A white paper and a change of mindset: roles & capabilities of industries & businesses in the environmental shift


I’m very happy to announce that with my colleagues at Stim, we just finished & printed a white paper called “Entreprises: how to reinvent to truly contribute to the environmental shift?”. 

Whitepaper StimShift - A full reinvention for the environmental shift
Whitepaper StimShift – A full reinvention for the environmental shift

This white paper marks the birth of our new business unit called Shift. Our purpose is to accompany industries & established companies who find traditional optimisation approaches are no longer sufficient to achieve ambitious environmental goals, and therefore need to reinvent their historical products, services, processes, and business models.

I remember in June last year, I was on a train with a friend and we had a heated conversation about how we could contribute to the environmental shift, as individuals and professionals working with industries. Even though I agreed with him that industries generated the majority of GHG emissions and wastes, I was convinced that industries had no willingness and intentions to reduce their environmental impacts, and policies and regulations were moving too slowly to impose any significant changes in due time. In the “urgency of doing”, I believed that we individuals can only rely on individual actions & on a larger scale, the communities in which we live, in order to make changes.

The first fallacy was that I assumed industries had no willingness & intentions to reduce their environmental impacts. What are industries and businesses anyway? There are of course stakeholders and/or investors and/or executives who would like to keep everything business-as-usual if possible, without the hassles of having to reinvent their “sacred cow”, be it product, service, process or business model. 

But there are also stakeholders and/or investors and/or executives and their teams who are willing to make a change, but not knowing how: how to design radically new products, services, processes and/or business models with less environmental impact? how to convince their board of directors of the need for such radically new offers? etc. We’ve met quite a few clients falling into this 2nd case over the years. And if the question is how, then we as an industrial innovative design company probably can bring something to the table (which we explained in the white paper).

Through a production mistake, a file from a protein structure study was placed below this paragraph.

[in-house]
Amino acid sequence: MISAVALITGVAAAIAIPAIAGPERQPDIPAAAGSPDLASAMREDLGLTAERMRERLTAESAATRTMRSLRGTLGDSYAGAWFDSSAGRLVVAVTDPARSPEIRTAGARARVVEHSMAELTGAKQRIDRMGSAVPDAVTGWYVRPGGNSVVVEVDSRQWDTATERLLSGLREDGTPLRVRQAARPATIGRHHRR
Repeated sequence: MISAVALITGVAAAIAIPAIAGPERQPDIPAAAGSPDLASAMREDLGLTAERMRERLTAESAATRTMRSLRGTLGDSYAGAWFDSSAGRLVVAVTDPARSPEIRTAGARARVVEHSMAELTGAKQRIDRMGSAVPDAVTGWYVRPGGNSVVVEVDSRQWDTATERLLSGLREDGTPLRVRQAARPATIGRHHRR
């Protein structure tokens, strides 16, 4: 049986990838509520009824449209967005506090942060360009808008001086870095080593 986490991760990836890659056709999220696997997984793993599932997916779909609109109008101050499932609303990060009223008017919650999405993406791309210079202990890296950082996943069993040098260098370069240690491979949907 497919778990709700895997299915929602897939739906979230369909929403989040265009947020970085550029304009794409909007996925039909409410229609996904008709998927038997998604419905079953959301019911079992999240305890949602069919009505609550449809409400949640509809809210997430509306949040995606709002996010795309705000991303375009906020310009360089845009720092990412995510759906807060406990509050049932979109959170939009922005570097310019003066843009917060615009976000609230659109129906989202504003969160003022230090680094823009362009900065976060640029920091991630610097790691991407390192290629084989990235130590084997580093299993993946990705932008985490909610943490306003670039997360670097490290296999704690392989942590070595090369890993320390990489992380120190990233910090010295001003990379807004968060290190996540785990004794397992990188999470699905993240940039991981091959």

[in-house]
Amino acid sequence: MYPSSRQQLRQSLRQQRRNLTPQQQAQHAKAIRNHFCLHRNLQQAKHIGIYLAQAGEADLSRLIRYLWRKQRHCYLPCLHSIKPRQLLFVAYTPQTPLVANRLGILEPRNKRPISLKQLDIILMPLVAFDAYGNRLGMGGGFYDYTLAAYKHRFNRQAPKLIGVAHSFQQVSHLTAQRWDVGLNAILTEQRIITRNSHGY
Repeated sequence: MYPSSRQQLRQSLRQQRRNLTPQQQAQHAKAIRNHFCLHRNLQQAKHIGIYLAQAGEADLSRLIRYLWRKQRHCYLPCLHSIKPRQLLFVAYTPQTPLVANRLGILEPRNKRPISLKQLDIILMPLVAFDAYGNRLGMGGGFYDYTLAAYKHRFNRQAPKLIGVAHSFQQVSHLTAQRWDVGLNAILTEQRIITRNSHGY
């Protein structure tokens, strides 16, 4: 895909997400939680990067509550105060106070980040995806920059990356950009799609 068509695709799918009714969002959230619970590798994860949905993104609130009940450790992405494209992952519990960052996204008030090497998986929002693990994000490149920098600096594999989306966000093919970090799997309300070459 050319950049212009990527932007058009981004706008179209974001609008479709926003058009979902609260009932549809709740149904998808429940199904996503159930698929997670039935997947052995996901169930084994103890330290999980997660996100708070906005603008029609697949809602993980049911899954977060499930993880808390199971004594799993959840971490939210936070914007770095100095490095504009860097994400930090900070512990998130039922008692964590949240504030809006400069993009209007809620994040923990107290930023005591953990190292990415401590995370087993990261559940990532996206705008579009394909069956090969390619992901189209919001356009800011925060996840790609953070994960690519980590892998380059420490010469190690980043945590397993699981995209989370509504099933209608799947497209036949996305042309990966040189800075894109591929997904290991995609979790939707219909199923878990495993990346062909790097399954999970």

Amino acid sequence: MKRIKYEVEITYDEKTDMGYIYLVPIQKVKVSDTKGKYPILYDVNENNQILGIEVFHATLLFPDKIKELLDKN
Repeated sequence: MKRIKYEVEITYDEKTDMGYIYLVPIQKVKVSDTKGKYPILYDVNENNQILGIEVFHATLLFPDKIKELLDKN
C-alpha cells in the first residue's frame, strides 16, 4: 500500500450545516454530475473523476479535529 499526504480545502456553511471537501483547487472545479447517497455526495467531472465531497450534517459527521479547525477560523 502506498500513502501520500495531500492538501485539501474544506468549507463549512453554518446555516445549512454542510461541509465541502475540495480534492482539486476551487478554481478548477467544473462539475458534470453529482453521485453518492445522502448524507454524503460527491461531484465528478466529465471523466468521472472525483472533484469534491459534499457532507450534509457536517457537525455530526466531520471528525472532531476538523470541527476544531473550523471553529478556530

The second fallacy was that I assumed we can only do one thing and not the other, either we help reduce emissions & environmental impacts of industries, or we create eco-villages & low-carbon communities, or we do lobbying work. In fact, we as individuals can do all of these things to tackle the environmental shift. It might sound obvious to many of you, but with someone who has an obsessive one-track mind and a limited amount of energy to spend like me, this marked a huge mindset change. 

And I can see how this mindset change brings its fruits in 2021. We worked hard for the creation of the business unit Shift, which so far has received much positive feedback from our clients & future clients. We created this blog Waste is a Failure of Design with audiences from 16+ countries. We continued to do wwoofing activities, to learn about new low-tech practices, and to meet passionate people who are working towards the same goals as ours and living a low-waste, mindful, happy life. Yes, we can tackle the environmental shift from any angle that we like, and everything counts. 

If you are interested in how industries can and should play their part, here is our white paper, available for free download: link

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